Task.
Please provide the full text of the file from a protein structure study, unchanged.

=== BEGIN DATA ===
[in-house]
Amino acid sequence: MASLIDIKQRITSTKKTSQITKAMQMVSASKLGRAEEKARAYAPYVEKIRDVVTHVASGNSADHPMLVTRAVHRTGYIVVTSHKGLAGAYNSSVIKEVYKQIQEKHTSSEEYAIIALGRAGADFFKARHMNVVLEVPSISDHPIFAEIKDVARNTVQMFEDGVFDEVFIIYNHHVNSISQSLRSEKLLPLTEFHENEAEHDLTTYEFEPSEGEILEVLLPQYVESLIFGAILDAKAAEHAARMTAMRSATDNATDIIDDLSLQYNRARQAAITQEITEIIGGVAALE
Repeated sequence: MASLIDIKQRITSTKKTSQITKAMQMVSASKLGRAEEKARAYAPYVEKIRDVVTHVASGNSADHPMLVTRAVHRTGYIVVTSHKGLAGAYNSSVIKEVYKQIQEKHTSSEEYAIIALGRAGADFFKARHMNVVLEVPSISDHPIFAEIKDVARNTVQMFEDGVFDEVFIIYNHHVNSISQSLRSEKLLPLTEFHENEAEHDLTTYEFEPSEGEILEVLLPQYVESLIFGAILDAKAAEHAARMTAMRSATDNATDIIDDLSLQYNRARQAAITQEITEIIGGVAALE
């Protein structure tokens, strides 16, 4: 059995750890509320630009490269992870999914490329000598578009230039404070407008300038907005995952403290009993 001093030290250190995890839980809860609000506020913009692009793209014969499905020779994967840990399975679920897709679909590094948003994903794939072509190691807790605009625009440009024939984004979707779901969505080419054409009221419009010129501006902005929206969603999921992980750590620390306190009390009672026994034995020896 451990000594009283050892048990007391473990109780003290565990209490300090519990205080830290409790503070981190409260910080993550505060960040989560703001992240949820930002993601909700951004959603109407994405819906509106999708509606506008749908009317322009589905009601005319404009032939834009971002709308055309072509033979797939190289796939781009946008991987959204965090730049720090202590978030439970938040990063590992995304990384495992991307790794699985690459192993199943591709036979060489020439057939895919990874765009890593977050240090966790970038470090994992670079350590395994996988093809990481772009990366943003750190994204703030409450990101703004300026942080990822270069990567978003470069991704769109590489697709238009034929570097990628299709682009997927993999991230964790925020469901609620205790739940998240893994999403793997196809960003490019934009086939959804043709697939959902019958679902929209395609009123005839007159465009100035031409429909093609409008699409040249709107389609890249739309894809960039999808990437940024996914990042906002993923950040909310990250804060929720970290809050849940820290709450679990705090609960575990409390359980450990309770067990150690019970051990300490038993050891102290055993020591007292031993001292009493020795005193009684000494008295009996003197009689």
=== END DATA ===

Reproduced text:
[in-house]
Amino acid sequence: MASLIDIKQRITSTKKTSQITKAMQMVSASKLGRAEEKARAYAPYVEKIRDVVTHVASGNSADHPMLVTRAVHRTGYIVVTSHKGLAGAYNSSVIKEVYKQIQEKHTSSEEYAIIALGRAGADFFKARHMNVVLEVPSISDHPIFAEIKDVARNTVQMFEDGVFDEVFIIYNHHVNSISQSLRSEKLLPLTEFHENEAEHDLTTYEFEPSEGEILEVLLPQYVESLIFGAILDAKAAEHAARMTAMRSATDNATDIIDDLSLQYNRARQAAITQEITEIIGGVAALE
Repeated sequence: MASLIDIKQRITSTKKTSQITKAMQMVSASKLGRAEEKARAYAPYVEKIRDVVTHVASGNSADHPMLVTRAVHRTGYIVVTSHKGLAGAYNSSVIKEVYKQIQEKHTSSEEYAIIALGRAGADFFKARHMNVVLEVPSISDHPIFAEIKDVARNTVQMFEDGVFDEVFIIYNHHVNSISQSLRSEKLLPLTEFHENEAEHDLTTYEFEPSEGEILEVLLPQYVESLIFGAILDAKAAEHAARMTAMRSATDNATDIIDDLSLQYNRARQAAITQEITEIIGGVAALE
């Protein structure tokens, strides 16, 4: 059995750890509320630009490269992870999914490329000598578009230039404070407008300038907005995952403290009993 001093030290250190995890839980809860609000506020913009692009793209014969499905020779994967840990399975679920897709679909590094948003994903794939072509190691807790605009625009440009024939984004979707779901969505080419054409009221419009010129501006902005929206969603999921992980750590620390306190009390009672026994034995020896 451990000594009283050892048990007391473990109780003290565990209490300090519990205080830290409790503070981190409260910080993550505060960040989560703001992240949820930002993601909700951004959603109407994405819906509106999708509606506008749908009317322009589905009601005319404009032939834009971002709308055309072509033979797939190289796939781009946008991987959204965090730049720090202590978030439970938040990063590992995304990384495992991307790794699985690459192993199943591709036979060489020439057939895919990874765009890593977050240090966790970038470090994992670079350590395994996988093809990481772009990366943003750190994204703030409450990101703004300026942080990822270069990567978003470069991704769109590489697709238009034929570097990628299709682009997927993999991230964790925020469901609620205790739940998240893994999403793997196809960003490019934009086939959804043709697939959902019958679902929209395609009123005839007159465009100035031409429909093609409008699409040249709107389609890249739309894809960039999808990437940024996914990042906002993923950040909310990250804060929720970290809050849940820290709450679990705090609960575990409390359980450990309770067990150690019970051990300490038993050891102290055993020591007292031993001292009493020795005193009684000494008295009996003197009689």